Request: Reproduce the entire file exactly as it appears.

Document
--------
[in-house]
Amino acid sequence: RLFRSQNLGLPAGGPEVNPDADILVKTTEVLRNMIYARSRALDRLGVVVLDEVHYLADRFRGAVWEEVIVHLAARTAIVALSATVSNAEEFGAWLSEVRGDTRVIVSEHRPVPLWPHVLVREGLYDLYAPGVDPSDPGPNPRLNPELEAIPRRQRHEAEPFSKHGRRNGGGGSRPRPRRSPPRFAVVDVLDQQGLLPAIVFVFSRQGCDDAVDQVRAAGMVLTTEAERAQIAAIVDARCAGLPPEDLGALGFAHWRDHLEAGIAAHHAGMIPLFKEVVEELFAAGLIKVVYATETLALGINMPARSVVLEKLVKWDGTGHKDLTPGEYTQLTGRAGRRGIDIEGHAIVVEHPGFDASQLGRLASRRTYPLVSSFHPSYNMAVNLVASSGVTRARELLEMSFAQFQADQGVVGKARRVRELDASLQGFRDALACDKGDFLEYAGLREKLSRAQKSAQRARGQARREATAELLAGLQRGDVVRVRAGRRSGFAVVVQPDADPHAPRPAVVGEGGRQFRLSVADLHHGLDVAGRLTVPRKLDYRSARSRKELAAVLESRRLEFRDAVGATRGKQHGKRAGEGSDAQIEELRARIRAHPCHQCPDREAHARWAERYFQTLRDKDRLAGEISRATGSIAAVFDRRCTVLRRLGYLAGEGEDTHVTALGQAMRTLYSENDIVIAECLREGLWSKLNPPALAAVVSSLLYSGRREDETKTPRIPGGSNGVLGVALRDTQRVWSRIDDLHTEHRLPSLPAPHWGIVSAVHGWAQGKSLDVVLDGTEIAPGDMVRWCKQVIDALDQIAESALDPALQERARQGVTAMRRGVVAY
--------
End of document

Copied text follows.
[in-house]
Amino acid sequence: RLFRSQNLGLPAGGPEVNPDADILVKTTEVLRNMIYARSRALDRLGVVVLDEVHYLADRFRGAVWEEVIVHLAARTAIVALSATVSNAEEFGAWLSEVRGDTRVIVSEHRPVPLWPHVLVREGLYDLYAPGVDPSDPGPNPRLNPELEAIPRRQRHEAEPFSKHGRRNGGGGSRPRPRRSPPRFAVVDVLDQQGLLPAIVFVFSRQGCDDAVDQVRAAGMVLTTEAERAQIAAIVDARCAGLPPEDLGALGFAHWRDHLEAGIAAHHAGMIPLFKEVVEELFAAGLIKVVYATETLALGINMPARSVVLEKLVKWDGTGHKDLTPGEYTQLTGRAGRRGIDIEGHAIVVEHPGFDASQLGRLASRRTYPLVSSFHPSYNMAVNLVASSGVTRARELLEMSFAQFQADQGVVGKARRVRELDASLQGFRDALACDKGDFLEYAGLREKLSRAQKSAQRARGQARREATAELLAGLQRGDVVRVRAGRRSGFAVVVQPDADPHAPRPAVVGEGGRQFRLSVADLHHGLDVAGRLTVPRKLDYRSARSRKELAAVLESRRLEFRDAVGATRGKQHGKRAGEGSDAQIEELRARIRAHPCHQCPDREAHARWAERYFQTLRDKDRLAGEISRATGSIAAVFDRRCTVLRRLGYLAGEGEDTHVTALGQAMRTLYSENDIVIAECLREGLWSKLNPPALAAVVSSLLYSGRREDETKTPRIPGGSNGVLGVALRDTQRVWSRIDDLHTEHRLPSLPAPHWGIVSAVHGWAQGKSLDVVLDGTEIAPGDMVRWCKQVIDALDQIAESALDPALQERARQGVTAMRRGVVAY